By Chester “Chip” Davis
Generic drugs have been and continue to be an amazing success story in our health care system.
According to the annual Generic Drug Saving and Access Report compiled by QuintilesIMS, in 2015 generic drugs delivered $227 billion in savings to the U.S. health care system, and $1.6 trillion in savings over the last decade. For that same calendar year, generic drugs comprised 89 percent of all prescriptions written in the United States, but accounted for only 27 percent of total prescription drug costs.
This means the remaining 11 percent of all prescriptions in the U.S. market — branded pharmaceuticals — accounted for 73 percent of total costs. It is an incredible feat when any industry can meet almost 90 percent of all market demand, while doing so for less than one-third of all total costs.
Unlike almost every other sector in health care, including hospitals, insurance, branded pharmaceuticals, etc., year over year the generic drug sector actually experiences price deflation, not inflation. This was reflected in a five-plus year study released last fall by the Government Accountability Office. The primary reason for overall prices going down in the generic sector is due to the level of fierce competition in the generic marketplace, where multiple manufacturers are forced to aggressively compete on price.
Despite this unparalleled level of success, the Maryland General Assembly today passed a bill, at the behest of the state attorney general, to give the attorney general the authority to take legal action against generic pharmaceutical companies that engage in “price gouging,” defined as a company instituting a price increase believed to be “unconscionable,” a vague and imprecise term that provides no meaningful standard by which companies may discern whether their prices set in the free market comply with the law.
The term is defined even further, yet just as vaguely, as “excessive.” To make their case, the attorney general and other supporters often cite to several high-profile cases over the last few years – such as the AIDS drug Daraprim – that have provoked a level of public outrage and political momentum to take action.
Too bad Daraprim is not a generic drug. It is a branded drug with no competitors. Curiously, the bill passed by the Maryland General Assembly today ignores the pricing of branded drugs with no competitors. Yet generic drugs in a competitive market that take a 500 percent price increase – from one cent to five cents per pill – could be subject to legal action by the attorney general.
While the desire to take action against bad actors in the industry is understandable, what has been utterly lost in the debate over prescription drug costs in Maryland this session is the law of unintended consequences; namely, that by giving the attorney general this unbounded and unprecedented level of authority to control pricing in a competitive free market, generic companies will be exposed to a level of risk in Maryland that will require them to evaluate whether they want to continue to market affordable medicines within the state.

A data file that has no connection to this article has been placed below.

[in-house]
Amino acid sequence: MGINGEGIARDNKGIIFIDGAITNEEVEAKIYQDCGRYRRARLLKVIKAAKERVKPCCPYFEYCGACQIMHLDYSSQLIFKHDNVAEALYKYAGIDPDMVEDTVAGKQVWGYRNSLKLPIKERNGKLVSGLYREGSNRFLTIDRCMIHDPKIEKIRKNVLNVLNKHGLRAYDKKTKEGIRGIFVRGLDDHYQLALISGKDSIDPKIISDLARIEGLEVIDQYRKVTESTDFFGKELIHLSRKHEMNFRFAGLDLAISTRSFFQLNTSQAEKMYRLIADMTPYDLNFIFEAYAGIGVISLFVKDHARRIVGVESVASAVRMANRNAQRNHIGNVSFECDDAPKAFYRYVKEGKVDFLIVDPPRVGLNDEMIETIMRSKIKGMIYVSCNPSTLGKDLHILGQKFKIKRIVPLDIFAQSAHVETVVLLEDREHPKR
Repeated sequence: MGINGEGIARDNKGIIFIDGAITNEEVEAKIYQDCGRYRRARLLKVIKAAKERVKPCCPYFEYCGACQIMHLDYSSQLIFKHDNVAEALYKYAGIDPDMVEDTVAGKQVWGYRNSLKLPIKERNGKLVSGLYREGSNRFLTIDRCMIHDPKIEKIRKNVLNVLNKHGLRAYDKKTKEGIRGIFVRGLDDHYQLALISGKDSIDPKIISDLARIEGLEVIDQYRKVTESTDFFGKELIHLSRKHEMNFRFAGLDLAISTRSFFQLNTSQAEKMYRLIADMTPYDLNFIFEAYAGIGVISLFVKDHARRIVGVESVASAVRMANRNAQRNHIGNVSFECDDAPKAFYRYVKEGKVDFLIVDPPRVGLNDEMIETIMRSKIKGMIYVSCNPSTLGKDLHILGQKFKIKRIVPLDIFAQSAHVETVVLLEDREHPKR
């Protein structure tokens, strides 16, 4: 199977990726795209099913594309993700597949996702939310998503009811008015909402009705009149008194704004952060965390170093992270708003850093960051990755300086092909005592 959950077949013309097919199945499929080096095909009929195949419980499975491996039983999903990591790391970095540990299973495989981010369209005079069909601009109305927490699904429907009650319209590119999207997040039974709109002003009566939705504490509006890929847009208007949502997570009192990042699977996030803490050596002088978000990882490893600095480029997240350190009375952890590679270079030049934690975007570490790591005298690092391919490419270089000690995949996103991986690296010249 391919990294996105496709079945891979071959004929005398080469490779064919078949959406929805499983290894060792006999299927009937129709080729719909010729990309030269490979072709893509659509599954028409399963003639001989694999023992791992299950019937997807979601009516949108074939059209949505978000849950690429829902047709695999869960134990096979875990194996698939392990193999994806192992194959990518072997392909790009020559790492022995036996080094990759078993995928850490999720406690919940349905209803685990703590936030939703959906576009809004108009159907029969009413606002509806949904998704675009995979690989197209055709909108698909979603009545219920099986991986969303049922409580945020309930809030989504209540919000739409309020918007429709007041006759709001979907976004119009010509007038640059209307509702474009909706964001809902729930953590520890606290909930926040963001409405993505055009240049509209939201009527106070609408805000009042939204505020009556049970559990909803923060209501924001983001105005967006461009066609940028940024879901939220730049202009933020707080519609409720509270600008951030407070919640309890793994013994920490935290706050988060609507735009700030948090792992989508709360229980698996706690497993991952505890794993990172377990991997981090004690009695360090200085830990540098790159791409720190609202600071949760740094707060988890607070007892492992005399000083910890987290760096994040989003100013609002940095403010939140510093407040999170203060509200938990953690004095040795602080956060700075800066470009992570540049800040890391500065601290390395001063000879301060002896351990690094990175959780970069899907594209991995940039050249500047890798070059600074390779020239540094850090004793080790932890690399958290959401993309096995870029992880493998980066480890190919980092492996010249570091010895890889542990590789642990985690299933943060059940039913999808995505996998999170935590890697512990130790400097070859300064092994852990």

And if the new level of risk presented by the legislation compels several manufacturers, all competing in the same therapeutic market, each on its own, to decide that the risk is too high, they will look to stop manufacturing or marketing certain medicines. If that happens, it will mean less competition, not more, and that will translate into fewer options and ultimately higher health care costs, none of which is a good for Maryland patients and taxpayers.
Recently before a U.S. House of Representatives Oversight and Government Reform Committee, Gerard Anderson, a professor of health policy and management and professor of international health at Johns Hopkins University Bloomberg School of Public Health, testified on the need to remove barriers to generic competition. As part of his testimony Prof. Anderson stated:
“The generic industry works incredibly well when there are three, four competitors in the market. It works less well when there are two, and it doesn’t work at all when there’s none.”
By providing the attorney general with this new level of unchecked and unprecedented authority, where he or any of his successors could choose to sue a manufacturer for raising the price of a generic statin from 10 cents to 12 cents, the Maryland General Assembly has increased the likelihood of the marketplace described by Prof. Anderson that “doesn’t work.” While lawmakers had the opportunity to narrow the focus of the bill, which would have still given the attorney general the authority to go after bad actors such as the manufacturer of Daraprim and other branded pharmaceuticals, they chose not to do so.
In 2015, generic drugs saved the state of Maryland $3.7 billion, which equates to more than 28 percent of what Gov. Larry Hogan’s administration proposed to spend on all health care expenditures in the state for fiscal 2017. And with this bill set to become law, that historical level of savings is now at risk, yet another policy that would work against, not for, Maryland patients and taxpayers.
In order to preserve the savings that generic drugs provide to Marylanders, Gov. Hogan should veto this bill.
A number of Maryland lawmakers are already touting Maryland’s leadership in being the first state in the U.S. to pass this type of legislation. One day, in the not too distant future, they should be prepared to defend why Maryland was the first state to lead the nation in creating less market-based competition and higher overall prescription drug costs, while simultaneously increasing the risk of future drug shortages for Maryland’s patients.
Chester “Chip” Davis is the president and CEO of the Association for Accessible Medicines.